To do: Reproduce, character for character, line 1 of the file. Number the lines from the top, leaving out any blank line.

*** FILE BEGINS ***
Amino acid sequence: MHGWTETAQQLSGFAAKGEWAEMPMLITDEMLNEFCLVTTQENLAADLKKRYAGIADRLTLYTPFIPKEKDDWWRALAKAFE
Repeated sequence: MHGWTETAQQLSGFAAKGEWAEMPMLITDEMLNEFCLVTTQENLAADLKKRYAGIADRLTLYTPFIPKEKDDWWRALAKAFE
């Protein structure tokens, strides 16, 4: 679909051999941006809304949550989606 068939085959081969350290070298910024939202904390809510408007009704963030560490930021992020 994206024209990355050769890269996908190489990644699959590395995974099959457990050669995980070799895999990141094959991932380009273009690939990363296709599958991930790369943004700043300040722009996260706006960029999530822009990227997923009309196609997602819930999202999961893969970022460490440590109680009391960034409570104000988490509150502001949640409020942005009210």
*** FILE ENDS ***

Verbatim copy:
Amino acid sequence: MHGWTETAQQLSGFAAKGEWAEMPMLITDEMLNEFCLVTTQENLAADLKKRYAGIADRLTLYTPFIPKEKDDWWRALAKAFE